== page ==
In the wake of the shootings, Wisconsin Gov. Tony Evers authorized the deployment of 500 members of the National Guard to Kenosha, doubling the number of soldiers in the city of 100,000 midway between Milwaukee and Chicago. The governor's office said he is working with other states to bring in additional National Guard members and law officers. Authorities also announced a 7 p.m. curfew.

Tuesday was the third straight night of protests in Kenosha over the shooting of Blake, a Black man.

On Wednesday, three days after the shooting of Blake, state authorities identified the officer who shot Blake as Rusten Sheskey, a seven-year veteran of the Kenosha Police Department. Sheskey shot Blake while holding onto his shirt after officers first unsuccessfully used a Taser, the Wisconsin Justice Department said. State agents later recovered a knife from the driver’s side floorboard of the vehicle, the department said.

The man who said he made the widely circulated cellphone video of Blake’s shooting has said he heard officers yell, “Drop the knife! Drop the knife!” before the gunfire erupted, according to reports. He said he didn’t see a knife in Blake’s hands.

State authorities did not say Blake threatened anyone with the knife.

In this September 2019 selfie photo taken in Evanston, Ill., Adria-Joi Watkins poses with her second cousin Jacob Blake. (Courtesy Adria-Joi Watkins via AP)

On Tuesday, Ben Crump, the lawyer for Blake’s family, said it would “take a miracle” for Blake to walk again. He called for the officer who opened fire to be arrested and for the others involved to lose their jobs. State officials have announced no charges.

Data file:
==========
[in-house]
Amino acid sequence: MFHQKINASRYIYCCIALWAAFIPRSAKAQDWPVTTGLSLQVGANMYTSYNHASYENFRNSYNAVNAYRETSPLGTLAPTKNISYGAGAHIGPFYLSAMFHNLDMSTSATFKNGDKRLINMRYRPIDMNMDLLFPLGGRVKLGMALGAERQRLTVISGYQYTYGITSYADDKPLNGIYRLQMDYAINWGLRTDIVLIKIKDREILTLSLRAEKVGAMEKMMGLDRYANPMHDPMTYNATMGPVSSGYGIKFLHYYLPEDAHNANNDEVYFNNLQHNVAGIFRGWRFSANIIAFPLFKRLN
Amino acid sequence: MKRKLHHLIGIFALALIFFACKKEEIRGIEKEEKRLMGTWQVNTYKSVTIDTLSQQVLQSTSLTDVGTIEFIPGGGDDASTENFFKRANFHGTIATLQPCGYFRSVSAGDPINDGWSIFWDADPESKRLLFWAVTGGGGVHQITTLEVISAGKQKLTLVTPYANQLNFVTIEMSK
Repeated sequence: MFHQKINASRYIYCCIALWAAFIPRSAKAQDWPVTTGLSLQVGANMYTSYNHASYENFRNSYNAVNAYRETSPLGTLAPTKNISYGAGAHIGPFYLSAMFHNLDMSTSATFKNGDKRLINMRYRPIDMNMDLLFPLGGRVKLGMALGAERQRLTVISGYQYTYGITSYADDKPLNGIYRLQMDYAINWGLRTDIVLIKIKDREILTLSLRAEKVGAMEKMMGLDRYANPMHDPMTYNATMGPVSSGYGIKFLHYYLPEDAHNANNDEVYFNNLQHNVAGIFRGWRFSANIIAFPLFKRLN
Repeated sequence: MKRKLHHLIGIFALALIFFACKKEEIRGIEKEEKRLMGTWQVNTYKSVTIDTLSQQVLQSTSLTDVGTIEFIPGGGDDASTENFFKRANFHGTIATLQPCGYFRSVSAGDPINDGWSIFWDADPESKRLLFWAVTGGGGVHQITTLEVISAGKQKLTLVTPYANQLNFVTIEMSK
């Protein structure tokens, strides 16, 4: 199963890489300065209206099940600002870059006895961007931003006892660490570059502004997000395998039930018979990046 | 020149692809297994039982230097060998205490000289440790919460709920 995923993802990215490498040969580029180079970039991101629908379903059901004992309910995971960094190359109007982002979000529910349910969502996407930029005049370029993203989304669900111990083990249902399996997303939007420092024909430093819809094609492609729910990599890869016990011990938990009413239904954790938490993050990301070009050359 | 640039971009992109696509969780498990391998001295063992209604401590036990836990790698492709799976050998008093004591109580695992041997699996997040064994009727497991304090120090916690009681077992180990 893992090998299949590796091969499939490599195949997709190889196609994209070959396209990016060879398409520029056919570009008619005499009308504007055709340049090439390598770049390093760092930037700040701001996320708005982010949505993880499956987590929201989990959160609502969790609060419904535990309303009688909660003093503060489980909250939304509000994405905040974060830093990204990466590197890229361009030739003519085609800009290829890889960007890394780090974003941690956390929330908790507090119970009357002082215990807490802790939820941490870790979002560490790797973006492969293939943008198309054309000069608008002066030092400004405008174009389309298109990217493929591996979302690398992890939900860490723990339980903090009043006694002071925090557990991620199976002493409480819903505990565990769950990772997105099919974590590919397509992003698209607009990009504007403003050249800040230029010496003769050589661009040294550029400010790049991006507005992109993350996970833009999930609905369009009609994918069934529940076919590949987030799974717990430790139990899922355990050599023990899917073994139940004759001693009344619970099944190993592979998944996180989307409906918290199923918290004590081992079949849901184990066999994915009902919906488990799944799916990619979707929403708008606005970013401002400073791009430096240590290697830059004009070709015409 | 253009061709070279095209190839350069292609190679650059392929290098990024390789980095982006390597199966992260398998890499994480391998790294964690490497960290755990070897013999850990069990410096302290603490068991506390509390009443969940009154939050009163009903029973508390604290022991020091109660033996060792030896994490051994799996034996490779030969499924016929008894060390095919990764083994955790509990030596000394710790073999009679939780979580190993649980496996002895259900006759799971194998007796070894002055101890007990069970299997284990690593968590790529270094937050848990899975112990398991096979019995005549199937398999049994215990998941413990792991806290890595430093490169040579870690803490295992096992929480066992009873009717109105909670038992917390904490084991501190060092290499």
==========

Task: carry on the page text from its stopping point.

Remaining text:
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Meanwhile, protests Wednesday night into Thursday morning were mostly peaceful.

Protesters marched past the intersection where the two people were shot Tuesday night, stopping to gather around the spot to pray and lay flowers.

As of early Thursday, there were no groups patrolling with long guns as there were during previous nights of protests.

On Thursday, seven civil rights leaders, including the Rev. Al Sharpton and Sherrilyn Ifill, the president and director-counsel of the NAACP Legal Defense and Educational Fund, issued a statement in which they called for a federal investigation to determine whether Rittenhouse was “involved in an interstate criminal conspiracy.”

“Tuesday night, two protesters who were advocating for accountability following the horrific police shooting of Jacob Blake were allegedly shot and killed by a 17-year-old associated with a White militia group. We are outraged by these killings. The ability of a minor to travel from another state at the urging of adult White supremacists organizing on Facebook highlights the corrosive and dangerous convergence of race, police violence, and the presence of these violent groups,” the joint statement reads, in part. “That this volatile cocktail was allowed to develop led directly to one of the most violent nights in the city’s history.”

The Associated Press contributed to this report.